Tattered Jeans

Sometimes it takes a knock on the head to regain sense of decency that grandparents taught

Knock on the head regains sense of decency that grandparents taught

Morgan Freeman and Tom Hanks in The Bonfire of the Vanities
As Judge Leonard White, Morgan Freeman defined justice in the 1990 film, The Bonfire of the Vanities. Courtesy photo
News_Lady Justice_scales of justice
"There are countless courts of justice but there’s nothing as powerful or as sweet when justice occurs outside them – when few even see."   
 
Courtesy drawing
Morgan Freeman and Tom Hanks in The Bonfire of the Vanities
News_Lady Justice_scales of justice

There are countless courts of justice but there’s nothing as powerful or as sweet when justice occurs outside them – when few even see. 

Morgan Freeman, playing Judge Leonard White in The Bonfire of the Vanities described justice like this . . . 
 
Justice is the law, and the law is man’s feeble attempt to set down the principles of decency. Decency! And decency is not a deal. It isn’t an angle, or a contract, or a hustle! Decency . . . decency is what your grandmother taught you."
 
In my own experience, it was my grandfather. 
 
He practiced medicine in Beaumont. My grandmother, with a desire for music more than motherhood, practiced the piano and traveled a lot.
 
 Mama already had the bat in her hands when she heard the boy say the N word. He saw Ida and the word spewed from his lips like the hissing sound of an overheated radiator. 
So Ida Gilmore was hired because they had a little girl and, “she needed company,” they told her.
 
From the time Mama was two-years-old, it was Ida who orchestrated her birthday parties. Ida who walked her to school, waited from a distance and walked her home, fixed her supper and watched her eat, brushed her hair and put a plait in it. And it was Ida who came to the baseball field to fetch her that hot summer day. On that day, if only for a second, a wrong was righted in a small, segregated town — starting with a little girl in braids.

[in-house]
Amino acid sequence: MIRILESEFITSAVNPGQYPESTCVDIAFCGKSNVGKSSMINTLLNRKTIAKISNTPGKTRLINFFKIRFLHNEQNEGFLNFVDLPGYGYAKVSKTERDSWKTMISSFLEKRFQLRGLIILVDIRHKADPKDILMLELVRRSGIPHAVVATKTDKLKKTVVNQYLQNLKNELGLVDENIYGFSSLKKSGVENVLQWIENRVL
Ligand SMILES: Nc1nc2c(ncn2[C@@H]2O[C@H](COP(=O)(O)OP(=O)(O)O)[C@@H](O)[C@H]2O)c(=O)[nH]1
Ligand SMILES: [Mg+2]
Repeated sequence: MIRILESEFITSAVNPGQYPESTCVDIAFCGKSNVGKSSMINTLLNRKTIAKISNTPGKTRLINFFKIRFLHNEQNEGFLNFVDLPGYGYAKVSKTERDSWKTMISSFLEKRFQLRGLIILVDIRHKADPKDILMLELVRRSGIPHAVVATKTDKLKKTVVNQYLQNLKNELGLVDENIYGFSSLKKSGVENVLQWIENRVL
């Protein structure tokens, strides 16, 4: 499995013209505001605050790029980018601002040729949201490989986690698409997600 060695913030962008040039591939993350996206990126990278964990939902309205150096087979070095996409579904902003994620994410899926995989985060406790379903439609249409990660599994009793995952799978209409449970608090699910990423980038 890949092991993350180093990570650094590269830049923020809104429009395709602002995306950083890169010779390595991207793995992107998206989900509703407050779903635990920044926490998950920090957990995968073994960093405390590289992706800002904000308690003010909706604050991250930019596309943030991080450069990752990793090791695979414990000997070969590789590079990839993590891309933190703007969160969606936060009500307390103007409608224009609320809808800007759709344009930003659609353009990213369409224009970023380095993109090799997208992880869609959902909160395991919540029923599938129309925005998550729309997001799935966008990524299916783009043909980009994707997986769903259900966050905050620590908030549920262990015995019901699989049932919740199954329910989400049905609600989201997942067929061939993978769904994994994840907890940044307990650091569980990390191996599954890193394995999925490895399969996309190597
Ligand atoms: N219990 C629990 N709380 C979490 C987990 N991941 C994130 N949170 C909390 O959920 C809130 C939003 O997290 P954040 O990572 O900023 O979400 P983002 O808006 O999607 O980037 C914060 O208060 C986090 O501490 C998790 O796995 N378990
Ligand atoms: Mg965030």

Mama already had the bat in her hands when she heard the boy say the N word. He saw Ida and the word spewed from his lips like the hissing sound of an overheated radiator. Years later, Ida would tell me the story with both pride and still a twinge of fear in her voice.
 
“Honey, she took the bat and cracked it right over his head,” she said. “Scared the fire outta me.”
 
Then Ida grabbed Mama’s hand and they ran back to the house as fast as they could. She dialed the number at the hospital and told my grandfather, “Dr. Williford, somethin’ terrible happened over here. Ann’s cracked a boy’s head wide open!”
 
But Ida never told the best part of the story. 
 
 In his calm, quiet way, my grandfather had come only to explain his household to the woman and he did so in two words.  “Ida’s family,” he told her. 
Turned out the only injury to the boy’s head was a large goose egg. That afternoon, Mama climbed in the car with my grandfather and they drove over to the boy’s house. The two walked up to the front stoop where, according to Mama, they didn’t have to wait long. The boy’s mother flung the door open and crossed her arms like snapping a stick in two.
 
“Daddy was wonderful,” Mama said. “He never made me feel like I’d done anything wrong.” In his calm, quiet way, my grandfather had come only to explain his household to the woman and he did so in two words.  “Ida’s family,” he told her.
 
Then, he took Mama’s hand and they walked back to the car, leaving a screaming woman on the front stoop and the boy standing behind her suffering from something in his home more than an injury to his head.
 
In The Bonfire of the Vanities, the judge used only two words too.
 
Before dismissing his court, he made a plea. “Go home and be decent people,” he said.
 
Be decent.”